The documentary shows the actual people having actual conversations, and included a LOT of salty language, as you might imagine (I remember using some salty language on that day, but I am caught using such language fairly often).
Anyway, this offended the AFA, which wanted CBS to either censor the show or bleep out the offending words.
I would be behind them 100% if this was a "docudrama", because the writers could easily choose other language which got the message across.
But this was real life, and in real life people say things, and sometimes it's important for us to see what exactly happened, and that means hearing the foul language. CBS had the appropriate rating on the show, and included disclaimers about the language (as if the topic itself wasn't enough to scare off parents of young children).
So I do not support the call for fines requested by the AFA in their latest mailing, which I reproduce in part here:
File a complaint with the FCC against CBS for airing multiple uses the "f" and "s" words.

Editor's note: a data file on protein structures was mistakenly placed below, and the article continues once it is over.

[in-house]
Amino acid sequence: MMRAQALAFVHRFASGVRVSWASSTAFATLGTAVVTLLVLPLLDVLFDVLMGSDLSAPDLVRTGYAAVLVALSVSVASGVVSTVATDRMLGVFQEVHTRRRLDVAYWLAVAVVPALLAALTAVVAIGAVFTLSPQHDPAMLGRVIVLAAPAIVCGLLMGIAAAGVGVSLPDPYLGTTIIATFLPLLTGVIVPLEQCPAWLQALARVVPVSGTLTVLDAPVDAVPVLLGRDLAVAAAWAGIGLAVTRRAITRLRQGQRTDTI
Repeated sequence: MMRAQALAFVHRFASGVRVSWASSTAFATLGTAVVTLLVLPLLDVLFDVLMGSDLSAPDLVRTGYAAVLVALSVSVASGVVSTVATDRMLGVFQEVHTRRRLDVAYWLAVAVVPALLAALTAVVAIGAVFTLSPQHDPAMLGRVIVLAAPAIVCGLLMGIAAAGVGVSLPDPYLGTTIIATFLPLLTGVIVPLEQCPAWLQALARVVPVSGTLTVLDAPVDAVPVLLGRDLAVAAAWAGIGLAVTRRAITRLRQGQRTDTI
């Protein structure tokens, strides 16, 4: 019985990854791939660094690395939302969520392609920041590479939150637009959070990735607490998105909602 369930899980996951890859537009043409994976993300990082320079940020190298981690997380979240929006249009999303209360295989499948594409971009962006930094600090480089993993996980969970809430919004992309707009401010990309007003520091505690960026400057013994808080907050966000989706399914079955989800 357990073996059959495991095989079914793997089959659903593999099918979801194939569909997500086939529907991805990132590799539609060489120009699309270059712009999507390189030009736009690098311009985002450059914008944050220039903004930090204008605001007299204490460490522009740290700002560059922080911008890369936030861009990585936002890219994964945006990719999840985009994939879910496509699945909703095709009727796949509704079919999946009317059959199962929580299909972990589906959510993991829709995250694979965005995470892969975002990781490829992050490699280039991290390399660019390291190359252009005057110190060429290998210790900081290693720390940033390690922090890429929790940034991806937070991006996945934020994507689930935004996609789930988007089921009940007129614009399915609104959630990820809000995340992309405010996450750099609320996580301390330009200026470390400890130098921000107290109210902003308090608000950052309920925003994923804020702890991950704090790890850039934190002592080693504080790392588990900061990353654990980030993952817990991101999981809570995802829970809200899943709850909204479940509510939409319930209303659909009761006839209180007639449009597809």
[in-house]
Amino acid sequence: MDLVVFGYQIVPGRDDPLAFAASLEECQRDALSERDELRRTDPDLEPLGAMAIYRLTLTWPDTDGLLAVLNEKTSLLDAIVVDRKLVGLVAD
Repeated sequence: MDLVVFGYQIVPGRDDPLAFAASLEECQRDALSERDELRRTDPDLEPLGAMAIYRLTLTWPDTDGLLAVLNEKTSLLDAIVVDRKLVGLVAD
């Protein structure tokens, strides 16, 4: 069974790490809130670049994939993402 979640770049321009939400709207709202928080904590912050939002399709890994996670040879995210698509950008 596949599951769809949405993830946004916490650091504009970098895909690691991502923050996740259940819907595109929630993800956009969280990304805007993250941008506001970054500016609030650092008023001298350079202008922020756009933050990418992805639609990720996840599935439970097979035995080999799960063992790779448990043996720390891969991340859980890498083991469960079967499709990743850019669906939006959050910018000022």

This past Sunday evening (Sept. 10), some CBS network broadcast stations aired the "9/11" documentary. During the course of the program, CBS affiliates chose to broadcast multiple obscenities over the public airwaves at a time they knew children would be watching.
CBS had been warned about allowing the "f" and "s" words on the air. The network could have easily muted the obscenities. But they chose not to. The network stations purposely chose to violate Federal and FCC law by airing the program.
Sorry, but this isn't the Janet Jackson incident. An 'offensive' show wasn't thrust upon an unsuspecting public. I'm not happy with the FCC rules anyway, and I certainly hope they are not enforced in some legalistic and absurd fashion.